Human beings exhibit little reverence for the sanctity of their flesh. In our eternal quest for aesthetic perfection, bodies are twisted, molded, plucked and burned in order to live up to unobtainable ideals. Unfortunately, though human desires can be appeased, they are never satisfied, and beauty is no exception. To quote Legal Professor Deborah L. Rhode: “Desires, expectations, and standards of comparison increase as rapidly as they are satisfied. (Rhode 30)
Undeniably, the female body is overwhelmingly and disproportionately subjected to such modifications, due in no small part to the pervasive desires of patriarchies perpetuated through history. This beauty mandate has left innumerable women aching for perfection in an era where the feminine ideal is more impossible to achieve than ever. However, it is not enough to understand the binding qualities of beauty practices in terms of the overbearing burdens they impose, because they are also crippling in the literal sense.
As one example, the ancient practice of Chinese foot binding as a beauty institution serves as an excellent model which exemplifies such immobilization of women. In attempting to decipher the bound foot, feminist dialogues have concentrated on its role in sexually objectifying women. Though valuable, this interpretation lacks a comprehensive understanding of the patriarchy which sustained foot binding and continues to sustain similar, modern-day practices like the high heeled shoe.
Careful examination of the two further reveals that the immobilization of women through beauty practices subverts their economic autonomy. The patriarchy both intends for and is established by these consequences. The origins of footbinding are steeped in uncertainty. What we know about the practice is that it originated around the 10th century A. D and was practiced for almost one thousand years before it was extinguished by early twentieth century reform movements. Bound feet were internalized by the Chinese as symbols of art and beauty, earning the title “lotus feet”.
The process of obtaining lotus feet was excruciating. In order to take advantage of pliable premature bone in the foot, binding most often began between the ages of five and six. Only the large toe was spared in producing the desired foot conformation; all others were broken, allowing for collapsing of the heel inward beneath the sole of the foot. The entire foot was then bound tightly in strips of cloth. Infection and gangrene was common; fatalities were not unheard of.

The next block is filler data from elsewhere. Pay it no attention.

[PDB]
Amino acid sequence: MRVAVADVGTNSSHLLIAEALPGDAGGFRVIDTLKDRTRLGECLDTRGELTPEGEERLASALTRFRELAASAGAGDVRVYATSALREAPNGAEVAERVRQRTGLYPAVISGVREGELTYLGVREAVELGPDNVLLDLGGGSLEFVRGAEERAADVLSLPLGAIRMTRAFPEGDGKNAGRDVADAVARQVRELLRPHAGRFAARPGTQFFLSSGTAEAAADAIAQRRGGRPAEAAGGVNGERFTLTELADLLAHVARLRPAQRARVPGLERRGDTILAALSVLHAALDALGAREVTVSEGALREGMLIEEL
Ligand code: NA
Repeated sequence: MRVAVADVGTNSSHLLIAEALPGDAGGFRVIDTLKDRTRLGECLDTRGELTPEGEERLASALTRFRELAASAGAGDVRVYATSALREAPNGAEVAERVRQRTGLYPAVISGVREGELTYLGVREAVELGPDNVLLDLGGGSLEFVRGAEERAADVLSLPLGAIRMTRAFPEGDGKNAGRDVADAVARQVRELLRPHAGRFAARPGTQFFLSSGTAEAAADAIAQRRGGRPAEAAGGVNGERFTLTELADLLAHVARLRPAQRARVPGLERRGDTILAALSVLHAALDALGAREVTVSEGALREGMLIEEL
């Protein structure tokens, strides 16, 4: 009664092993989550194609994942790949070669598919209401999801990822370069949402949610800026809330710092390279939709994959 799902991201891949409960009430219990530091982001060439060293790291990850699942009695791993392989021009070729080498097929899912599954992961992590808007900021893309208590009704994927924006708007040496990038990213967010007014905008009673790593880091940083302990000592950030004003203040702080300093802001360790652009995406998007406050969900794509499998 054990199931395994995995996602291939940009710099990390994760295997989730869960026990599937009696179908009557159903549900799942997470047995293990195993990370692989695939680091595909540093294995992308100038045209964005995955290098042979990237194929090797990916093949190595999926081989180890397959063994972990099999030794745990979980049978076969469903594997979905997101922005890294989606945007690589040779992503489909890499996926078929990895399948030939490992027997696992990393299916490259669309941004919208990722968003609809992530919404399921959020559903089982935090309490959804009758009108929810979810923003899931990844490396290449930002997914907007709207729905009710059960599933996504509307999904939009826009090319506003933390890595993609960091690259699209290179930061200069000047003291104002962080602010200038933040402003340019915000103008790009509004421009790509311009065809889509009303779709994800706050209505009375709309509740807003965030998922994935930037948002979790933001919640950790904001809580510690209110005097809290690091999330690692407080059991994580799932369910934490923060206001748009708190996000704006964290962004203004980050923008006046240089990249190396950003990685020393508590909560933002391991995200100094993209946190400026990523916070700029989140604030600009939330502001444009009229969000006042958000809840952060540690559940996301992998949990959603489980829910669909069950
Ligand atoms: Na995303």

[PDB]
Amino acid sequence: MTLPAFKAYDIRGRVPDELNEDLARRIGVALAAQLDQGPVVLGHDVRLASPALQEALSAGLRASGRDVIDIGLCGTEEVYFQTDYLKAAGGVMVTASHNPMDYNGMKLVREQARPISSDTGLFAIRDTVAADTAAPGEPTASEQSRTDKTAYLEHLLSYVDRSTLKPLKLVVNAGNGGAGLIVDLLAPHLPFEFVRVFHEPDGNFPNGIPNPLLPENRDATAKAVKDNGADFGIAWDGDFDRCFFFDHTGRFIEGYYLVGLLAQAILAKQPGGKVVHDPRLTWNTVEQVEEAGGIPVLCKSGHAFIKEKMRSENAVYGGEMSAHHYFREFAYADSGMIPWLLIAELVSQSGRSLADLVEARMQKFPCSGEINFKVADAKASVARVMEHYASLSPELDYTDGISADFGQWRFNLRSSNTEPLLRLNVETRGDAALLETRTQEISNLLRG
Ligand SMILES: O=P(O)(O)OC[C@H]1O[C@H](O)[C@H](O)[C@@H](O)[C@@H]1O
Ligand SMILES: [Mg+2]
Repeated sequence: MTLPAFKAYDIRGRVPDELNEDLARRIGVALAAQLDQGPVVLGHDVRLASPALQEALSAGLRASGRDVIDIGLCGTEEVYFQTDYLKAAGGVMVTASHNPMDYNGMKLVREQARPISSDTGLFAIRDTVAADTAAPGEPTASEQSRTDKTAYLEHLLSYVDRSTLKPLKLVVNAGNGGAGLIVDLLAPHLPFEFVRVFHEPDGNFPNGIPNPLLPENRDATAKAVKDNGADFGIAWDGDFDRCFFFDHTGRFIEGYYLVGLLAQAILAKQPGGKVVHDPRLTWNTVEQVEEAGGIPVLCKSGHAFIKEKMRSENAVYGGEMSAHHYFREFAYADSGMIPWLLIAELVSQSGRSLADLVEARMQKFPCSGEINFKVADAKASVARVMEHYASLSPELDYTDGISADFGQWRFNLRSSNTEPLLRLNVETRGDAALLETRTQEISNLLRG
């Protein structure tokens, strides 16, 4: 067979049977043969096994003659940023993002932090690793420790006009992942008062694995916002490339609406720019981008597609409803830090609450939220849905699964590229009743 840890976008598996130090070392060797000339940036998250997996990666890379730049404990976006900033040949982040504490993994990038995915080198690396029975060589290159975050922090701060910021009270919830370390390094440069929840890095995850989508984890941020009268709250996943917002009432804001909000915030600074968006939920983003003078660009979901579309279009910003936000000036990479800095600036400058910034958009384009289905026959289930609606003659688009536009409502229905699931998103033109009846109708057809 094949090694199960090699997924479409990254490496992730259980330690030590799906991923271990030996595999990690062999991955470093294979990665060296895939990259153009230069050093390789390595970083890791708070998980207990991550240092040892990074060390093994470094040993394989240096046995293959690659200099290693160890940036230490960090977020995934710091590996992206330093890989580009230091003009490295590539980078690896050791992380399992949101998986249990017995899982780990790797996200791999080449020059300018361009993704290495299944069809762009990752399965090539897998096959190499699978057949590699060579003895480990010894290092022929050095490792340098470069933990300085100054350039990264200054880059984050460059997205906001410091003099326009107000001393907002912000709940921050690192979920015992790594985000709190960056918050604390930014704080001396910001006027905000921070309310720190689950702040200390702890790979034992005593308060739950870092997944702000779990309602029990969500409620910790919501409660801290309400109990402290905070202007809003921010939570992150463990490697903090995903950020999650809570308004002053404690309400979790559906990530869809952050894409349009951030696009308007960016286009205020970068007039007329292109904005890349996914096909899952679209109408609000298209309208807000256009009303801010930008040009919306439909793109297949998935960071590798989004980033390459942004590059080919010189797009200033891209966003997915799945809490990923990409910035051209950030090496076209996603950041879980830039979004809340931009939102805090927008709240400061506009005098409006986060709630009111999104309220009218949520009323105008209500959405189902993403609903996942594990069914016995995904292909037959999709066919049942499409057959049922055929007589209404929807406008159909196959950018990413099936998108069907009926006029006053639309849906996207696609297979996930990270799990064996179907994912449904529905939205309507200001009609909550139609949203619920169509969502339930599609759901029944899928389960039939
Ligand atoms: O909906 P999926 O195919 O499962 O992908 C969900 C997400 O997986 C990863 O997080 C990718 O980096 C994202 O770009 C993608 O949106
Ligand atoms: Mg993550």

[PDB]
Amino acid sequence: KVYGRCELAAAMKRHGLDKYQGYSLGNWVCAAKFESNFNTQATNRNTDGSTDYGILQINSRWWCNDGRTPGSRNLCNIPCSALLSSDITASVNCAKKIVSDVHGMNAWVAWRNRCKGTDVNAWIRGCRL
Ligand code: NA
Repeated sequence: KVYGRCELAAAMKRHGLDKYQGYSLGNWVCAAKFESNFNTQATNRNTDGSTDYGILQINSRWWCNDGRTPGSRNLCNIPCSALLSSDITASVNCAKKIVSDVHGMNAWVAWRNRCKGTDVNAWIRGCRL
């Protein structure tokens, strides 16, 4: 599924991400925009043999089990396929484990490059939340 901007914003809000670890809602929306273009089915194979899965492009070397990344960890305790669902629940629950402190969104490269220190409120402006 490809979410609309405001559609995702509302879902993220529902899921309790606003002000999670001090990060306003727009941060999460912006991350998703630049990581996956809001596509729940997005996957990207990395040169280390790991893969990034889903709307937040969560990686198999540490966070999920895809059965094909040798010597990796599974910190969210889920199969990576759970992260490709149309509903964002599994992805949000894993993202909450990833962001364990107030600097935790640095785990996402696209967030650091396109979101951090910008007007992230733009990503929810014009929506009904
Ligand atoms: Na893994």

Even after placing foot binding in its cultural context, it remains unclear why women subjected their daughters to such pain. Anthropologists have offered several theories in explanation. For example, in his scholarly publication Foot Binding: Beauty And Torture, John Mao purports that “One theory is that women who had their feet bound were less independent and more able to be controlled. ” He elaborates by stating “This was a way to ensure that women did not travel away from that control because literally the pain was too great and debilitating to allow them the freedom to be free. (Mao 1)
It is this model of male dominance and female subjugation which is most pertinent to our discussion. Put into conversation with the work of contemporary feminists like Sheila Jeffreys and Andrea Dworkin, one can use this theory of the bound foot to explore its purpose in furthering the patriarchal agenda at its most basic level, through the physical and sexual subordination of women. Recent field studies conducted by Anthropologist Melissa ). Brown et al. have also produced data attempting to answer this long-standing theory on the purpose of foot binding.
In their 2012 paper, Marriage Mobility and Footbinding in Pre-1949 Rural China: A Reconsideration of Gender, Economics, and Meaning in Social Causation Brown et al preface their data by stating “It has long been assumed that before 1949 Chinese society was hypergamous —that most women married to a “better” household than the one in which they were born. ” Despite this belief, they describe “In our sample of 7,314 rural women living in Sichuan, Northern, Central, and Southwestern China in the first half of the twentieth century, two-thirds of women did not marry up. In fact, 22 percent of all women, across regions, married down.
In most regions, more women married up than down, but in all regions, the majority did not marry hypergamously. ” (Melissa J. Brown et al 1035) In an attempt to reconcile this data, which debunks much of the assumptions that John Mao’s preferred theory rests upon, the paper presents a more likely theory: that feet binding was a form of labor control. In their discussion, they write “We deal elsewhere with the question of why footbinding ended, which can be summarized by saying that we have growing evidence that footbinding was a form of labor control to boost the contribution of young girls to handcraft production…
We think changes in the larger political economy that threw spinners and other handcraft producers out of work explain the cause of footbinding’s demise. ” (Melissa J. Brown et al 1062, 1063) Here, Brown shows why feet binding must be viewed in an economic sense, whereby male pressures to conform to beauty practices are inevitably related to power dynamics observed in labor, production, or service. These implications are unconsidered by Jeffreys and Dworkin, who recognize issues and demonstrate concern only in regards to foot binding’s disabling, physical harm, and sexual objectification of women.